Like print journals, JLE is a meeting place in the sense that through its articles, resources, and commentaries, it offers persons the opportunity to encounter the ideas and insights of others. As its material grows and accumulates, JLE hopes to become a busy, lively meeting place where persons on the Web turn first when wanting resources in Lutheran ethics. For an online journal, the notion of “meeting place” takes on added significance. The internet makes it possible for persons from around the world to meet on a Web site and to communicate with one another. Through its message board, JLE provides this possibility, allowing persons separated by distance but joined through common concerns to become acquainted with and learn from one another. Good and productive conversation requires, of course, respect and courtesy, listening and fairness, care and continuity. May JLE be a meeting place for such conversation.
 JLE as a virtual meeting place depends upon and grows out of face-to-face gatherings and relationships. The many networks that work with the ELCA’s Division for Church in Society, particularly in preparing social statements and studies, and the contacts that Lutherans enjoy through the Lutheran World Federation are examples. The encouragement and collaborative spirit given JLE by the editors of Lutheran print journals- Currents in Theology and Mission, dialog, Lutheran Forum, Lutheran Quarterly, and Word & World- are a further example. Especially important for providing a human context for JLE is the annual gathering of Lutheran ethicists that since 1993 has brought together around 40 persons each year to discuss topics of mutual interest. This gathering was instrumental for the writing of The Promise of Lutheran Ethics, in which ten of its participants worked together to think through the nature of Christian ethics today. (This book is recommended for those who want to learn more of the character, themes, and diversity of Lutheran ethics.) The bonds formed through this annual gathering and the support Lutheran ethicists give to JLE will be drawn upon to enrich this publication.
 The material in this initial “issue” of JLE provides a sampling of what is to come. Dr. Robert W. Tuttle, a law professor with a doctoral degree in religious ethics, speaks on the meaning of Christian vocation for lawyers and provides a bibliography of works on the topic. Related articles on vocation, previously published in print journals and here made available online, supplement Tuttle’s feature article. Mary Gaebler, who teaches at Concordia College in Moorhead, Minnesota, provides a summary of a paper she will give on Martin Luther at the next meeting of the Society of Christian Ethics in January, 2002, and invites your comments. Five persons with differing views provide brief commentary on President Bush’s decision on stem cell research; we hope others will go to the message board and join in on the discussion. Under “Church Social Documents,” you will find social statements and studies going back to 1920 from Lutheran church bodies existing prior to 1987 that are online for the first time. Readers may be interested in seeing what was said about international affairs and war in other times.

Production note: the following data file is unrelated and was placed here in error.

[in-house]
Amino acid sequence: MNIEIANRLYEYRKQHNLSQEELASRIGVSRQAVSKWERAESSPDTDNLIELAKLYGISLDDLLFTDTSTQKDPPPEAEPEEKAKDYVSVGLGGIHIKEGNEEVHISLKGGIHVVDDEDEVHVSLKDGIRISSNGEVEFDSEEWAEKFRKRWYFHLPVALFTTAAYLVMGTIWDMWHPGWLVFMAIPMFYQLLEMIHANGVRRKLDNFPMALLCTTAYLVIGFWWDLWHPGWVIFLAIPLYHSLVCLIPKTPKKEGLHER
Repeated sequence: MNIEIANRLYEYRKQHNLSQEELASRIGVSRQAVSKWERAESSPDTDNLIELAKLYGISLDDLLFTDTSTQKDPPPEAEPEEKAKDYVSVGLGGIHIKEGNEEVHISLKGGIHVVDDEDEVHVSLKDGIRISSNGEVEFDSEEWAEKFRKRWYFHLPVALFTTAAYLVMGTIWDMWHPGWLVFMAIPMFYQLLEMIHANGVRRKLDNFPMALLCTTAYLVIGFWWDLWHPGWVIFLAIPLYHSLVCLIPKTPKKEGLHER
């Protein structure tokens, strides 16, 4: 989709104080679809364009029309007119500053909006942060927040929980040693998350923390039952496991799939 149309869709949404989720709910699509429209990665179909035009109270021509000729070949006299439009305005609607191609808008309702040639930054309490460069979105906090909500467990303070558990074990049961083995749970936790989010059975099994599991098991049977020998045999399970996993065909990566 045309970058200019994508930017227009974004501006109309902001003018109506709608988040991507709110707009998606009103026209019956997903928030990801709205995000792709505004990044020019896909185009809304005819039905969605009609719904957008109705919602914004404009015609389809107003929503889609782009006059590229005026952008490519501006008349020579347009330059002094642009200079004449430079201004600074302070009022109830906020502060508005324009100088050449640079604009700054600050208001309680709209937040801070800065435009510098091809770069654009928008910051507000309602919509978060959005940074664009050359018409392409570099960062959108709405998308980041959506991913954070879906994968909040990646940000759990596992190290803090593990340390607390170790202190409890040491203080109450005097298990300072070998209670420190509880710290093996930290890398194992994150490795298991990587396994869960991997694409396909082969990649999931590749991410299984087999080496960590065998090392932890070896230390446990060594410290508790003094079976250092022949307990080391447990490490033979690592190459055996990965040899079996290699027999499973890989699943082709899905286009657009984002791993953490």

Yet it is the shadow of September 11 that takes precedence as JLE goes online. We asked a number of persons, in the United States and other parts of the world, to write a paragraph or so on the meaning of that day’s events. Their comments, written in a short time and under pressing circumstances, are not meant to be definitive or exhaustive, but are intended to initiate further discussion. We thank them for their contributions, and we ask you to help us all sort through our grief, anger, uncertainty, fear, and confusion and to search for what Christians, the United States, the world community, and other actors should now do.
 We welcome you to Journal of Lutheran Ethics with heavy hearts, with prayer for our suffering world, and with hope that you will find here a meeting place to which you will want to return often to be nourished in mind and spirit for a “faith active in love”
(cf. Galatians 5: 6).